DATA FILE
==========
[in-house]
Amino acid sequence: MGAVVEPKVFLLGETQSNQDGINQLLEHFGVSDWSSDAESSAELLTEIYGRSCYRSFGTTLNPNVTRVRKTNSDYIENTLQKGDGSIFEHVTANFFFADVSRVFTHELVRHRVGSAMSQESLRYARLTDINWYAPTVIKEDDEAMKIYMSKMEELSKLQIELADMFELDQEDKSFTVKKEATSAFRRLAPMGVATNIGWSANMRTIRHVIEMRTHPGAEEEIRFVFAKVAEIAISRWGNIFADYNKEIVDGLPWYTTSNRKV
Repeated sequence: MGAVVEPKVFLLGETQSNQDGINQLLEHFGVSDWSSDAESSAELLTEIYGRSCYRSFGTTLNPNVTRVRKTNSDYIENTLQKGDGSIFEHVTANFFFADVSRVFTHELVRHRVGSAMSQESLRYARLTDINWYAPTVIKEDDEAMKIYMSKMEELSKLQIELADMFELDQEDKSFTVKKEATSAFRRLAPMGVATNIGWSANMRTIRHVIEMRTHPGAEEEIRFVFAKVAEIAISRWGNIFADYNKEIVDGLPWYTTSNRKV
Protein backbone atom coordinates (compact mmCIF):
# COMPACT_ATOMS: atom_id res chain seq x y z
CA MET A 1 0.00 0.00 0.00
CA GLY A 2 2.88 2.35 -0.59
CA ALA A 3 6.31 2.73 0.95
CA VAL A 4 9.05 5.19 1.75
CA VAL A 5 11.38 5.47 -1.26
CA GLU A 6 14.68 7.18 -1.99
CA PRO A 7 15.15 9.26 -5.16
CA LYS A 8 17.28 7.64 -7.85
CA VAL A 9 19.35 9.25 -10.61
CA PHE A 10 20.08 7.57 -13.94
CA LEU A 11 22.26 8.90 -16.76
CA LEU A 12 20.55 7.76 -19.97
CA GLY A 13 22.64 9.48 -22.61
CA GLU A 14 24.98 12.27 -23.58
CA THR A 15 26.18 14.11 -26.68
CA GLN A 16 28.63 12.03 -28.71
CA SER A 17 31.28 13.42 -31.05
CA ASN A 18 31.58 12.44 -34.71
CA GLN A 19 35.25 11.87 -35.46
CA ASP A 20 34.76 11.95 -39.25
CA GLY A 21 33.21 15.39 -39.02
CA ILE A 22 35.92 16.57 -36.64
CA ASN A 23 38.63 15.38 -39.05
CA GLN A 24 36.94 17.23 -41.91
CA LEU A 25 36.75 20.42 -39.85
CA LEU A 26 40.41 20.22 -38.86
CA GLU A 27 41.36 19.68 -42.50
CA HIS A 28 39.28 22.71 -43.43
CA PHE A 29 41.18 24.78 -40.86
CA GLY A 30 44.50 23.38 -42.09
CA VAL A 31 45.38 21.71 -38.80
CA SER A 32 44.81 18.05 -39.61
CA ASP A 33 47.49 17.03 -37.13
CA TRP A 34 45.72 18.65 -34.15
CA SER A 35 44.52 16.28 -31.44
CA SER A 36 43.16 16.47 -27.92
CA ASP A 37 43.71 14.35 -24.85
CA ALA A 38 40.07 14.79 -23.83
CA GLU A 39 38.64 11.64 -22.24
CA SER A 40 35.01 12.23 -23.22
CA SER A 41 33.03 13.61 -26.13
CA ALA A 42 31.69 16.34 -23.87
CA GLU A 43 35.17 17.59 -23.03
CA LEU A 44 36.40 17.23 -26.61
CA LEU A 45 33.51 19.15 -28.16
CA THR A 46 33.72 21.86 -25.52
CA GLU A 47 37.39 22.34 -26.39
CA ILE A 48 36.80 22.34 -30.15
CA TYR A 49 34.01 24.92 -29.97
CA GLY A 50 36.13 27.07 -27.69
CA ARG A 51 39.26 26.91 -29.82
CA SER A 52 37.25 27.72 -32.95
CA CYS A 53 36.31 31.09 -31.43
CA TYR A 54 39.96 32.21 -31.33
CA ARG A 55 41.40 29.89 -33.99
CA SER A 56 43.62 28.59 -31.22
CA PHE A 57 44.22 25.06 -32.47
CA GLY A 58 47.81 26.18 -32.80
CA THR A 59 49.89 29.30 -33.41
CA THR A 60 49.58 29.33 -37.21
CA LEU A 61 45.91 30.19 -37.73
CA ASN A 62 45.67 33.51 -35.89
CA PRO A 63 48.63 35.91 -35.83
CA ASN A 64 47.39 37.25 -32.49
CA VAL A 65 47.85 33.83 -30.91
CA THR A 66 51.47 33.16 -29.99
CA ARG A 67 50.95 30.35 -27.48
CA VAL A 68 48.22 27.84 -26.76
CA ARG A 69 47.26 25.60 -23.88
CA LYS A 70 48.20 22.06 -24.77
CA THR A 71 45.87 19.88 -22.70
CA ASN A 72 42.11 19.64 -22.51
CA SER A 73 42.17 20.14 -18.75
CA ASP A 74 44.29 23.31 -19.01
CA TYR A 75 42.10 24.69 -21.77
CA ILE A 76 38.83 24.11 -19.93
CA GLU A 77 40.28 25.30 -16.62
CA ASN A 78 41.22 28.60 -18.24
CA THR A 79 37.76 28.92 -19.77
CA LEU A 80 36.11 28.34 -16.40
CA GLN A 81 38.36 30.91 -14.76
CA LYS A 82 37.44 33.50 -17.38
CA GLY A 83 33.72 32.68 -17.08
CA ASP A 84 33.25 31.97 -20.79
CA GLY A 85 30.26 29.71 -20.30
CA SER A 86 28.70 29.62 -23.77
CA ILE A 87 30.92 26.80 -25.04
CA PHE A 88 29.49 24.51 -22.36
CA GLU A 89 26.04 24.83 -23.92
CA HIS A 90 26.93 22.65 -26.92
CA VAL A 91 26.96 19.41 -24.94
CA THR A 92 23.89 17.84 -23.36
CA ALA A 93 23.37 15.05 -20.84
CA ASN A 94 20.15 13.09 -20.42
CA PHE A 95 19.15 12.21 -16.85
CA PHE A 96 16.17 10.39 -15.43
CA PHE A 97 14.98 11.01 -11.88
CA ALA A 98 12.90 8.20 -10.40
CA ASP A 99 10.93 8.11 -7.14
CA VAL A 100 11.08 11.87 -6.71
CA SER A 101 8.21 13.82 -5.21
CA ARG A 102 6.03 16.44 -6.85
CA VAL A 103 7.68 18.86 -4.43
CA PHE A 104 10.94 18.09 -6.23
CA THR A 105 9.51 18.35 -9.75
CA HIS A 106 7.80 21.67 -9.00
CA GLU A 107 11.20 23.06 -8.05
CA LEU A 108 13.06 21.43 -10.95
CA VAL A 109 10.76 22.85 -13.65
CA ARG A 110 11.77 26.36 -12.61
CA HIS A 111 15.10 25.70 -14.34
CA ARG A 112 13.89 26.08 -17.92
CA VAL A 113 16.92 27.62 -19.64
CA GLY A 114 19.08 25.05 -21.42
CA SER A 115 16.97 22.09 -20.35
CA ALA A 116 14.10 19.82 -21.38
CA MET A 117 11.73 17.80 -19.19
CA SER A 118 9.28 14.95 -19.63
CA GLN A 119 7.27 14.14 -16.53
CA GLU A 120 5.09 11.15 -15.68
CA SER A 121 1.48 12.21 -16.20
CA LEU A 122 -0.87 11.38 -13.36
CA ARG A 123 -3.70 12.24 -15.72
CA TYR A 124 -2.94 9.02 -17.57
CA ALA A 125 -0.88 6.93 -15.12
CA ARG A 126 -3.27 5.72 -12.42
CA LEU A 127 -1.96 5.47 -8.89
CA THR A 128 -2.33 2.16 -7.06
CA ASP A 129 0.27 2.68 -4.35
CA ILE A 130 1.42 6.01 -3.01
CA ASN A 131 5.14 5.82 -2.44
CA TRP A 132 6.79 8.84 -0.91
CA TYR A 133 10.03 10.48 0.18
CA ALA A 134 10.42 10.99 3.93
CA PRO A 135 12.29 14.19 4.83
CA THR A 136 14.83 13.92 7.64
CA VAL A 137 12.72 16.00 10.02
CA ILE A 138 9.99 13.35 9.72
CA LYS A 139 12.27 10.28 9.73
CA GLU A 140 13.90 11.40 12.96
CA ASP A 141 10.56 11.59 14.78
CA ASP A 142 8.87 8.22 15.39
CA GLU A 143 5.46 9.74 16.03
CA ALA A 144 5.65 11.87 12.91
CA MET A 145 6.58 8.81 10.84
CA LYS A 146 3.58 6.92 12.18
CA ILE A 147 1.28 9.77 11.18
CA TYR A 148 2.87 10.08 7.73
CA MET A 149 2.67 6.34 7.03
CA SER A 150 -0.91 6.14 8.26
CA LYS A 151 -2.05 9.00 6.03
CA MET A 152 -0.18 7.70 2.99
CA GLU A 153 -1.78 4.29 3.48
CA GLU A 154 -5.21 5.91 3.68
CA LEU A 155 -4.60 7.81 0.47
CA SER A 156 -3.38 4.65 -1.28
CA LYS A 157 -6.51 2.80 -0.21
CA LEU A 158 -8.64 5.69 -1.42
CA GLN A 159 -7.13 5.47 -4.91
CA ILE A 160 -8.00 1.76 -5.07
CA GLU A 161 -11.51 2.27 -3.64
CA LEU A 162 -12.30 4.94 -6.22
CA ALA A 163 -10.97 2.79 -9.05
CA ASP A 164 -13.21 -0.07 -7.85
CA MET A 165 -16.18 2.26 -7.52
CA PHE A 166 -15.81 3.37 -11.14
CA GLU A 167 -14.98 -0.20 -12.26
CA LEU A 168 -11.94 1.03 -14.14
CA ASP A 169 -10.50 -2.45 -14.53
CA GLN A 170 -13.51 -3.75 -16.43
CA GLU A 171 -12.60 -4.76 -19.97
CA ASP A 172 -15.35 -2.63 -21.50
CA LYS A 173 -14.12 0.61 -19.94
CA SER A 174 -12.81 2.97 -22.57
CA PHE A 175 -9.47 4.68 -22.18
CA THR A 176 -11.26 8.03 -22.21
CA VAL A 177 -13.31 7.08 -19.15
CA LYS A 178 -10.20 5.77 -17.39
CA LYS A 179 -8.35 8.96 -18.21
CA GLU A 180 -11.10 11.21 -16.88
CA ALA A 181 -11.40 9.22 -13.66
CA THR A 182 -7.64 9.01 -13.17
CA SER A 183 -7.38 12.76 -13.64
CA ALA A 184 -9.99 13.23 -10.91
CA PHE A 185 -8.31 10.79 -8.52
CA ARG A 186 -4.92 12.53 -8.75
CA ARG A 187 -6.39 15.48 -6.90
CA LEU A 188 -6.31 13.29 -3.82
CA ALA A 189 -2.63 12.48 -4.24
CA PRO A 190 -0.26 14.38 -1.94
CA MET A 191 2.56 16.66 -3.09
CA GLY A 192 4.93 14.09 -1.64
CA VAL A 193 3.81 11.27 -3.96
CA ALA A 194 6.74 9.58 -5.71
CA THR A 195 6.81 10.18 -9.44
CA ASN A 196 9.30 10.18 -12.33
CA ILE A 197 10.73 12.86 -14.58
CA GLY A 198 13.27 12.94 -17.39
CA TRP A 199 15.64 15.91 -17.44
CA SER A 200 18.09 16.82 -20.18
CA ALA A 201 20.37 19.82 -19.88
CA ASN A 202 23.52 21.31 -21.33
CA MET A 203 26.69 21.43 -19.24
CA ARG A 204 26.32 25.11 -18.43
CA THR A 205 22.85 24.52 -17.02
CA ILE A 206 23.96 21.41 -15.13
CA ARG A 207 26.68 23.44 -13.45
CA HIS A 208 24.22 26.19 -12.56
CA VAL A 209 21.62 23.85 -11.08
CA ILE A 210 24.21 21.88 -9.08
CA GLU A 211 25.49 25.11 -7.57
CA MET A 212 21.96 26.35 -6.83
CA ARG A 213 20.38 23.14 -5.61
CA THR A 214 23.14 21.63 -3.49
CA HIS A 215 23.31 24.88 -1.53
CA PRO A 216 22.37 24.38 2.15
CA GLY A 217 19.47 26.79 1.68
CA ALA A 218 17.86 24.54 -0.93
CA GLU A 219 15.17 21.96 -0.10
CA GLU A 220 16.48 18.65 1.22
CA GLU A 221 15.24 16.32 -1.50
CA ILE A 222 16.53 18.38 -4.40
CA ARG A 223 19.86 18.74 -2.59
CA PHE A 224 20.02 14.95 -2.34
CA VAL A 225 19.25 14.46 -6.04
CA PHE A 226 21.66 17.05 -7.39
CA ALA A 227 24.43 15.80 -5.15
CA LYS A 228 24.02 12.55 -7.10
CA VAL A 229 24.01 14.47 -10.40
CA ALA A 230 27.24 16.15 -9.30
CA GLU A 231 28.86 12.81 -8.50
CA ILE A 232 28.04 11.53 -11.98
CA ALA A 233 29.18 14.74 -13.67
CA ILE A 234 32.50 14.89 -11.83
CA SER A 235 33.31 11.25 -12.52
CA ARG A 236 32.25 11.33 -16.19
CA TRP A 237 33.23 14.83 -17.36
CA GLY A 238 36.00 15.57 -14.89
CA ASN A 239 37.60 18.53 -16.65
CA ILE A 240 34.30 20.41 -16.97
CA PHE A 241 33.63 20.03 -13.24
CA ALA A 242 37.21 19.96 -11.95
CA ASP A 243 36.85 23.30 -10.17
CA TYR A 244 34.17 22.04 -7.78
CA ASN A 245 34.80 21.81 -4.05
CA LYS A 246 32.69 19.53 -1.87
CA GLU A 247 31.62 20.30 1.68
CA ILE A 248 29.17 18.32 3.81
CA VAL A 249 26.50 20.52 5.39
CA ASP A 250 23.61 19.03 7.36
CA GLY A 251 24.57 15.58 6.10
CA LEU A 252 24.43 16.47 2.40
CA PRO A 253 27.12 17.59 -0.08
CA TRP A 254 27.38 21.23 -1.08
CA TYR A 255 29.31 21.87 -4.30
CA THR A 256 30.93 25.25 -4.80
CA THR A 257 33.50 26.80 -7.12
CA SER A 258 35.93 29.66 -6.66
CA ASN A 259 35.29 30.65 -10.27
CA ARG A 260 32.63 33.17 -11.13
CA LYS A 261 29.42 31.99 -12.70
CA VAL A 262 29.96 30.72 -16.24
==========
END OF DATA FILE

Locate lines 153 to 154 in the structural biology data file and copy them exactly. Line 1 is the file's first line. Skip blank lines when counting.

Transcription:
CA TYR A 148 2.87 10.08 7.73
CA MET A 149 2.67 6.34 7.03